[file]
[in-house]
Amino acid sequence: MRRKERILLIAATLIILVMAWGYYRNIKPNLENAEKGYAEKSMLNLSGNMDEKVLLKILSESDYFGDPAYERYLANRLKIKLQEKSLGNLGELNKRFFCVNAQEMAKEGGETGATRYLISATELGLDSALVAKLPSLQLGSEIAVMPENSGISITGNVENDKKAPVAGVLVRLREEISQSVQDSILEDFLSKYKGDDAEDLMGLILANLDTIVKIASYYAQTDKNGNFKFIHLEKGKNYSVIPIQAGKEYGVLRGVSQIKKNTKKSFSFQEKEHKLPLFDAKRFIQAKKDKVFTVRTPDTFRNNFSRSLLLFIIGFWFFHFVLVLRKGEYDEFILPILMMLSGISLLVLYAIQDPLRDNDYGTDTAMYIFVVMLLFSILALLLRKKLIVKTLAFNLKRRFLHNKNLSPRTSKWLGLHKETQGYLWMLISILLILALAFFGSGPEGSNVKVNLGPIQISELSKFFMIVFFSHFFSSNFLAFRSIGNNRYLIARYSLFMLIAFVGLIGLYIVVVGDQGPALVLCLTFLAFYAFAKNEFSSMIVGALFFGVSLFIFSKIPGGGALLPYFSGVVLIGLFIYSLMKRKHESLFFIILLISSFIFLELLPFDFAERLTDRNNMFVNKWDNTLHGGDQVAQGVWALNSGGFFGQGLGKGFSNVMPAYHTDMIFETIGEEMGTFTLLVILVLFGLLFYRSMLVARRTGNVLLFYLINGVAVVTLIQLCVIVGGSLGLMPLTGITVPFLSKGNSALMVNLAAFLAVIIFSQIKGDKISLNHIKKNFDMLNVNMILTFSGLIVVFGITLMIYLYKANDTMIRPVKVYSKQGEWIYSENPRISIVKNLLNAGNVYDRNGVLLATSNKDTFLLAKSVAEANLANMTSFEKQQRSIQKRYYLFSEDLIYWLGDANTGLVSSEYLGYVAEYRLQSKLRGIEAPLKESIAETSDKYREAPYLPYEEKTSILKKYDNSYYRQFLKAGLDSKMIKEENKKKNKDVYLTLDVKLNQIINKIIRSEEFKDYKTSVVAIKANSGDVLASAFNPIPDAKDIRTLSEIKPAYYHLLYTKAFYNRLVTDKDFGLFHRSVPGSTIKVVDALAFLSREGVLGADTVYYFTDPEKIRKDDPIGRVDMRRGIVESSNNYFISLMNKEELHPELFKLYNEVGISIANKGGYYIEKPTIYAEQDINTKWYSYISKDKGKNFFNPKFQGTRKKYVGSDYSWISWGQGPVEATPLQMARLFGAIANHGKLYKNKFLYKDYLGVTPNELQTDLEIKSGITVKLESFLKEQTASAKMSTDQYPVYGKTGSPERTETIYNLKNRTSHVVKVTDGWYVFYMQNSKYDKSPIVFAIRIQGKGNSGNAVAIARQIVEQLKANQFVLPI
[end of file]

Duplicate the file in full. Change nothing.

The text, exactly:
[in-house]
Amino acid sequence: MRRKERILLIAATLIILVMAWGYYRNIKPNLENAEKGYAEKSMLNLSGNMDEKVLLKILSESDYFGDPAYERYLANRLKIKLQEKSLGNLGELNKRFFCVNAQEMAKEGGETGATRYLISATELGLDSALVAKLPSLQLGSEIAVMPENSGISITGNVENDKKAPVAGVLVRLREEISQSVQDSILEDFLSKYKGDDAEDLMGLILANLDTIVKIASYYAQTDKNGNFKFIHLEKGKNYSVIPIQAGKEYGVLRGVSQIKKNTKKSFSFQEKEHKLPLFDAKRFIQAKKDKVFTVRTPDTFRNNFSRSLLLFIIGFWFFHFVLVLRKGEYDEFILPILMMLSGISLLVLYAIQDPLRDNDYGTDTAMYIFVVMLLFSILALLLRKKLIVKTLAFNLKRRFLHNKNLSPRTSKWLGLHKETQGYLWMLISILLILALAFFGSGPEGSNVKVNLGPIQISELSKFFMIVFFSHFFSSNFLAFRSIGNNRYLIARYSLFMLIAFVGLIGLYIVVVGDQGPALVLCLTFLAFYAFAKNEFSSMIVGALFFGVSLFIFSKIPGGGALLPYFSGVVLIGLFIYSLMKRKHESLFFIILLISSFIFLELLPFDFAERLTDRNNMFVNKWDNTLHGGDQVAQGVWALNSGGFFGQGLGKGFSNVMPAYHTDMIFETIGEEMGTFTLLVILVLFGLLFYRSMLVARRTGNVLLFYLINGVAVVTLIQLCVIVGGSLGLMPLTGITVPFLSKGNSALMVNLAAFLAVIIFSQIKGDKISLNHIKKNFDMLNVNMILTFSGLIVVFGITLMIYLYKANDTMIRPVKVYSKQGEWIYSENPRISIVKNLLNAGNVYDRNGVLLATSNKDTFLLAKSVAEANLANMTSFEKQQRSIQKRYYLFSEDLIYWLGDANTGLVSSEYLGYVAEYRLQSKLRGIEAPLKESIAETSDKYREAPYLPYEEKTSILKKYDNSYYRQFLKAGLDSKMIKEENKKKNKDVYLTLDVKLNQIINKIIRSEEFKDYKTSVVAIKANSGDVLASAFNPIPDAKDIRTLSEIKPAYYHLLYTKAFYNRLVTDKDFGLFHRSVPGSTIKVVDALAFLSREGVLGADTVYYFTDPEKIRKDDPIGRVDMRRGIVESSNNYFISLMNKEELHPELFKLYNEVGISIANKGGYYIEKPTIYAEQDINTKWYSYISKDKGKNFFNPKFQGTRKKYVGSDYSWISWGQGPVEATPLQMARLFGAIANHGKLYKNKFLYKDYLGVTPNELQTDLEIKSGITVKLESFLKEQTASAKMSTDQYPVYGKTGSPERTETIYNLKNRTSHVVKVTDGWYVFYMQNSKYDKSPIVFAIRIQGKGNSGNAVAIARQIVEQLKANQFVLPI